In fact, Christiansborg Palace served as the residence of the Danish monarchy until 1974 and is currently open for tours.
This palace features five attractions: The Royal Reception Rooms, the Royal Kitchen, the Ruins and the Royal Stables, and the Palace Chapel.
In other words, you can explore the rooms where monarchs received state figures and other important areas of the palace.
The highlight of the visit is often the ascent to the tower of Christiansborg Palace, offering a panoramic view of the entire city.
Visiting Rosenborg Castle (Rosenborg Slot)
Rosenborg Castle is a Renaissance palace and, in terms of size, is smaller than the other palaces in Copenhagen.
Entrance to the castle is paid, and there is usually a queue, so it’s a good idea to buy tickets in advance.
The main highlights of Rosenborg are the throne room and the collection of Danish Crown Jewels.
If you prefer not to pay for admission, you can freely explore the gardens and witness the changing of the guards daily at 11:38 AM, heading towards Amalienborg Palace.
Location: Øster Voldgade 4A, 1350 København, Denmark.
Seeing Copenhagen Cathedral (Vor Frue Kirke)
Copenhagen Cathedral, also known as Our Lady’s Cathedral or Vor Frue Kirke, follows a Protestant-Lutheran tradition.
There’s so much to say about this cathedral! The neoclassical exterior, featuring six giant columns inspired by the Parthenon in Athens, commands respect.
Inside, the simplicity of the decoration is taken to the extreme, with light colors on the walls and ceiling, prompting visitors to gaze upward. The exception is the shining marble statues, standing like sentinels watching over the faithful.
There’s plenty of space inside the cathedral, as it can accommodate around 1100 seated individuals! The cathedral measures 83 meters in length and 33 meters in width, with the nave reaching 60 meters in length and over 25 meters from floor to ceiling.
As you can imagine, it’s easy to feel small in such a vast space.
At the top of the 60-meter tower are the church’s four bells, with two deserving special mention:
- Stormklokken, the largest bell in Denmark, weighing 4 tons.
- The smallest bell in the tower is the oldest bell in the country, dating back to 1490.
Location: Nørregade 8, 1165 København, Denmark.
Strolling in the historic amusement park of Tivoli Gardens
Roller coaster in Tivoli Gardens, Copenhagen. Tivoli Gardens is the third oldest amusement park in the world, delighting both children and adults since 1843.
In other words, several generations of Copenhagen residents have grown up playing here.
One of the highlights is the Star Flyer tower, standing at 80 meters, visible from any point in the city, as well as roller coasters and carousels.
There’s also a large lake and pathways to explore its shores! Tivoli Gardens operates during the following periods:
- Summer 2024: March 22nd to September 22nd;
- Halloween 2024: October 10th to November 3rd;
- Christmas 2024: November 15th to January 5th, 2025 (closed on December 24th).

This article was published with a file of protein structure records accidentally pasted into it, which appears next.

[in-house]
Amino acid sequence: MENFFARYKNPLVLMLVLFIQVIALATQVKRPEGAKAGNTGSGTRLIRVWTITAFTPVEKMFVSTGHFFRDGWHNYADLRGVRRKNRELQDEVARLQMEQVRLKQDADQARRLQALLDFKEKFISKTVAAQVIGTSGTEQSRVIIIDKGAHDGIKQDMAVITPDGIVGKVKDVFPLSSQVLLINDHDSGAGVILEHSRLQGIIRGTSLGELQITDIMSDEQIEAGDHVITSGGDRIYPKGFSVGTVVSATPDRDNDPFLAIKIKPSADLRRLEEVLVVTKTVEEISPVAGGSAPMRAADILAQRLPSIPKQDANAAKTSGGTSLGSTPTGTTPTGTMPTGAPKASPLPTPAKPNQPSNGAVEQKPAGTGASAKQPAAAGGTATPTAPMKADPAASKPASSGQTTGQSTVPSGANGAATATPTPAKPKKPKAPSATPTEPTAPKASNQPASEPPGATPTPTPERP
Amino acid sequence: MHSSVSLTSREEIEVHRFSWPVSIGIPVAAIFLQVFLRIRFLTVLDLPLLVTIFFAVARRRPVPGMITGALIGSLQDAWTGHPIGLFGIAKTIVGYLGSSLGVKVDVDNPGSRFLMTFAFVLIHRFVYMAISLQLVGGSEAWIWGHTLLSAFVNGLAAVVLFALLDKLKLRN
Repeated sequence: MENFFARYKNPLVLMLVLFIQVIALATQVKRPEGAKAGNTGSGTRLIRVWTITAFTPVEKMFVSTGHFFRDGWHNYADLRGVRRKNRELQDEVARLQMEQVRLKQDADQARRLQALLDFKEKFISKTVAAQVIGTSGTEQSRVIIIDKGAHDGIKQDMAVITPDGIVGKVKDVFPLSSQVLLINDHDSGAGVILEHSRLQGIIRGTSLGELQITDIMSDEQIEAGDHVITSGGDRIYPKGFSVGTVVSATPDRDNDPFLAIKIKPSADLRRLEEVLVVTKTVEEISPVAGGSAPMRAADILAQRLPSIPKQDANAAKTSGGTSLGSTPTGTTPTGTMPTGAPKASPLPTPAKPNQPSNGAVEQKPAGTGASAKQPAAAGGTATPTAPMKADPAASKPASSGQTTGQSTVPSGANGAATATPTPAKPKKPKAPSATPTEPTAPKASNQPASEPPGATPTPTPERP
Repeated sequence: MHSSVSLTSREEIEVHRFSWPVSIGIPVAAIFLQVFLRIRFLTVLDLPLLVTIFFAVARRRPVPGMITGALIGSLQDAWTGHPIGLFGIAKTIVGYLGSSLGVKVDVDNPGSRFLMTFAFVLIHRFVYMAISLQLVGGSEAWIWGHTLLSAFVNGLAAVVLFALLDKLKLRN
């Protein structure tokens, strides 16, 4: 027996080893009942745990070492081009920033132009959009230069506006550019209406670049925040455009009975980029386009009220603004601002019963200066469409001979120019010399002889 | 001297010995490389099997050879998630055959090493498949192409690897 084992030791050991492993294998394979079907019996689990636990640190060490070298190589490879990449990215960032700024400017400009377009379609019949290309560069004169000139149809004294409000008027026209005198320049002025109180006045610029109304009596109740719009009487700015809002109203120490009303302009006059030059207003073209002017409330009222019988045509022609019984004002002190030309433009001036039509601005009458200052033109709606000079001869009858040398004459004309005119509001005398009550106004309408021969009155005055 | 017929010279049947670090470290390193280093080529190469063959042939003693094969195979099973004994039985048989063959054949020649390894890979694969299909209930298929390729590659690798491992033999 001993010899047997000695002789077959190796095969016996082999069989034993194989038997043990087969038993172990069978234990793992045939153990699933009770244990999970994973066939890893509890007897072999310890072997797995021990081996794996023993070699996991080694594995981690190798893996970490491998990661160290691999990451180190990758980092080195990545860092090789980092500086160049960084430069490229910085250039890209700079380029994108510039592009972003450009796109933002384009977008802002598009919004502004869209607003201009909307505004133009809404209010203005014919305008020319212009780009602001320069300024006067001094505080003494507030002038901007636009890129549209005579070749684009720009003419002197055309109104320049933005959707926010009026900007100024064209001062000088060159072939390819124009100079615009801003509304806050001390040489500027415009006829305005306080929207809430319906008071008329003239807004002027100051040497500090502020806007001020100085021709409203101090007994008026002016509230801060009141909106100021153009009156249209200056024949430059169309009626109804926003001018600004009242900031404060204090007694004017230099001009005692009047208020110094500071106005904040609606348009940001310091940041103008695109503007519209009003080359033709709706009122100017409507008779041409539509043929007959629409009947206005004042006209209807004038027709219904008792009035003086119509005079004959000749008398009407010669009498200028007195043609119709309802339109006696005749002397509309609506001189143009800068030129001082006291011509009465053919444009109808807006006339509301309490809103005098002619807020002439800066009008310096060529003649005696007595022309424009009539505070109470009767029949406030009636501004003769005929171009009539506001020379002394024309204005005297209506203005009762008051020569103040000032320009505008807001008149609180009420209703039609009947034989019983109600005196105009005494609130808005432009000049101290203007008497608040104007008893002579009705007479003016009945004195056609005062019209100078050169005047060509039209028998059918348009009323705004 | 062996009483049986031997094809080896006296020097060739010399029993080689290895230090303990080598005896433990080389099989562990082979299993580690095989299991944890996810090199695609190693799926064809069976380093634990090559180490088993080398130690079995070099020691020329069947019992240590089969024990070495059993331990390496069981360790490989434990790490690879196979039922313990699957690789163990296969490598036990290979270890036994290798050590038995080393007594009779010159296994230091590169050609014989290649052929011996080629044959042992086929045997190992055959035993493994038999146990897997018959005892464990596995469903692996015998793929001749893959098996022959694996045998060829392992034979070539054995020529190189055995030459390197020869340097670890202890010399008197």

Stroll along one of the longest pedestrian streets in Europe, Strøget
If you consider that Strøget includes 5 interconnected streets, all bustling with shops, cafes, and restaurants, you’ll understand why this area is super lively and a paradise for those who can’t resist shopping while traveling.
There are plenty of shops, but also museums, such as the Guinness World Records Museum!
And mind you, just the main street of Strøget is 1.1 km long, so be prepared to walk a lot and bring a well-stocked wallet!
Rundetaarn, the oldest functioning observatory in Europe
Rundetaarn, or the Round Tower of Copenhagen, dates back to the 17th century and is the oldest operating observatory in Europe.
To ascend the tower, you must climb a ramp that winds around seven and a half times. In other words, there are no stairs to climb but rather a giant ramp! You might feel a bit queasy if you go up too quickly.
Admission is paid (40 DKK; approximately 5.30 €), and you can purchase tickets upon arrival.
See the Little Mermaid on the shores of the Baltic Sea
The Little Mermaid statue, created by Edvard Eriksen, represents a character from one of the fairy tales of Danish writer Hans Christian Andersen.
This famous bronze statue is often considered one of the symbols of the city of Copenhagen and is located in Langelinie, along the shores of the Baltic Sea.
The sculpture stands at 125 centimeters, and there is often some surprise regarding its size, as it appears small in person.
Take the opportunity to visit Kastellet, a well-preserved 17th-century fortress located next to the Little Mermaid.
Explore the museums of Copenhagen
I enjoy visiting museums during my travels, so I was pleased to discover that Copenhagen has a variety of interesting museums!
Unfortunately, I couldn’t visit them all, but to help you plan your trip, here’s a list of the main museums in Copenhagen.
By clicking on the museum’s name, you’ll be directed to its location on Google Maps, allowing you to save the location on your phone. In parentheses, you’ll find the museum’s name in Danish. I hope this information is helpful!